Parents Can Help Teens Choose 'Good' Friends, Study Finds

August 16, 2005

While parents often worry about the influence peers have on their adolescent children, a new study indicates that they can play a role in helping their teens choose ‘good' friends.

The results showed teens are more likely to have good friends – ones who don't fight and who have plans for college, for instance – if they have a warm relationship with their parents and if their parents choose to live in a neighborhood with high-quality schools.

Parents' monitoring and supervision are also associated with adolescents' choice of friends, but not as consistently.

“We know from many other studies that peers have a strong influence on the behavior of adolescents, so the process of friendship formation is important to understand,” said Chris Knoester, lead author of the study and assistant professor of sociology at Ohio State University.

“In fact, some scholars have even suggested that parents exert virtually no influence on their children's behavior when they are teens — peers are seen as that much more important. However, we found evidence that parents can act as architects of the friendship choices that their children make.”

The researchers found that specific parenting practices are linked to friends' characteristics even after taking into account the influence that parents themselves have on their children's behaviors and the likelihood that their children will select friends who are similar to themselves.

Knoester conducted the study with two other Ohio State sociologists, assistant professor Dana Haynie and graduate student Crystal Stephens. Knoester presented the results Aug. 13 in Philadelphia at the annual meeting of the American Sociological Association.

The study used data from the National Longitudinal Study of Adolescent Health, which included interviews with a national sample of 11,483 seventh to 12 th grade students and their parents.

The researchers thought that parents could influence their children's choice of friends through manipulating their environment (such as choosing where they live), monitoring and supervising them, teaching them how to behave, and forming close relationships with them.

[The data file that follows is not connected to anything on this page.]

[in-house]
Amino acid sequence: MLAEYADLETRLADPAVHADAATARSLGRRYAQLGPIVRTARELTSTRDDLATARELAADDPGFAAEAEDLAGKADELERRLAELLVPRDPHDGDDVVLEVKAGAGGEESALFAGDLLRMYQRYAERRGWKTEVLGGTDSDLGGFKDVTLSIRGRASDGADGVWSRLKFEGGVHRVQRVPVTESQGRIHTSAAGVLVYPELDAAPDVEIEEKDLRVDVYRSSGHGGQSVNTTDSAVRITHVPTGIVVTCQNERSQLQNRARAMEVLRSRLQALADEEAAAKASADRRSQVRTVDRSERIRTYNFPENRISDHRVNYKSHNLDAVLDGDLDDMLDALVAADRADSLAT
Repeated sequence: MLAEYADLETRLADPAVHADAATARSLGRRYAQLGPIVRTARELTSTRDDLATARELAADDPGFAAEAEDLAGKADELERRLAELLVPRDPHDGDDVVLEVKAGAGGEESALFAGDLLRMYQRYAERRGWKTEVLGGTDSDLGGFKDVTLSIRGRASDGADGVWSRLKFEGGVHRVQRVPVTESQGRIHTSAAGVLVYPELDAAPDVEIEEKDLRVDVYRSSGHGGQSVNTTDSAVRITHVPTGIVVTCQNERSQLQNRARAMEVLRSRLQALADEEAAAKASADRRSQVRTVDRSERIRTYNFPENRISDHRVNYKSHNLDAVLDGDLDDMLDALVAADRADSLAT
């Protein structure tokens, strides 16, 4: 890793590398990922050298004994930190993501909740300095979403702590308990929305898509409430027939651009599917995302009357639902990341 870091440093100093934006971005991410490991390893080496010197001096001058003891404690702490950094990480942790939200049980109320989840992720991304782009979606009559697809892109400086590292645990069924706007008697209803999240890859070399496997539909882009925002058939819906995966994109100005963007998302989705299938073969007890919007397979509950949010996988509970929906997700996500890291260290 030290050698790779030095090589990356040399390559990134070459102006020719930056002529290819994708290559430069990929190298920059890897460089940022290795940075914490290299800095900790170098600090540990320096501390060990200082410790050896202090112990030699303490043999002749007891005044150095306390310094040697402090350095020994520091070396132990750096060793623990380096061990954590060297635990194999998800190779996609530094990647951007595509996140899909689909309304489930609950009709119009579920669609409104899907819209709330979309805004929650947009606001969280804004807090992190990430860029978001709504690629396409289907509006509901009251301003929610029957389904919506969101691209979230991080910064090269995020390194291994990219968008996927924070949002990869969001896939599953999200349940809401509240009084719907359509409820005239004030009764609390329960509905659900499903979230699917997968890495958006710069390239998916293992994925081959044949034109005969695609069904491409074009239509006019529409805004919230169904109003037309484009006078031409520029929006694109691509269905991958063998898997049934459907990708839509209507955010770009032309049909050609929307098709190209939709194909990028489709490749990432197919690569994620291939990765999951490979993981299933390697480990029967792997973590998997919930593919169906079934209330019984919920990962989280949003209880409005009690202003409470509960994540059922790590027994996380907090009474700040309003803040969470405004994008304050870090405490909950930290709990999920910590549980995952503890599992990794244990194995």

“We found that parent-child relationship quality, and choosing to live in a neighborhood because of its good schools, is consistently linked to the characteristics of adolescents' friends,” Knoester said.

A good-quality relationship is one in which parents and teens participate in activities together, communicate frequently, and express affection for one another.

When teens and parents reported good relationships, the teens had friends who were less likely to fight and be delinquent, and more likely to be involved in extracurricular activities at schools, have higher grade point averages, and have plans for college.

But when teens and parents reported conflict in their relationship, the teens were more likely to have friends who fought and were involved in delinquency, and who showed fewer prosocial characteristics, such as higher grade point averages.

Results also showed that when parents said they selected their neighborhood because of the good schools, their adolescent children tended to have more ‘good' friends.

Knoester said the effects of parental supervision weren't as clear in the study. For example, when parents were more familiar with their children's friends, these friends tended to have more prosocial characteristics. But there was no link between parental familiarity and friends who participated in fewer delinquent activities.

Also, teens who had more autonomy from their parents tended to have friends who were more delinquent. But autonomy wasn't always bad. When adolescents were more involved in extracurricular activities, the study found higher levels of autonomy encouraged teens to have friends who were also more involved in such activities.

Overall, the results of this research show that parents still have an important role in their children's lives after they reach adolescence.

“Most people recognize that parents directly affect the behavior of their teens,” Knoester said. “However, our findings indicate that parents can also indirectly influence their children's behaviors by shaping their choice of friends.

“Parents may be most likely to affect their children's choice of friends by maintaining a positive relationship with their teen, with high levels of involvement and low conflict. They can also help by selecting a neighborhood with good schools and making an effort to get to know their children's friends and other parents in the community.”

Source: Ohio State University

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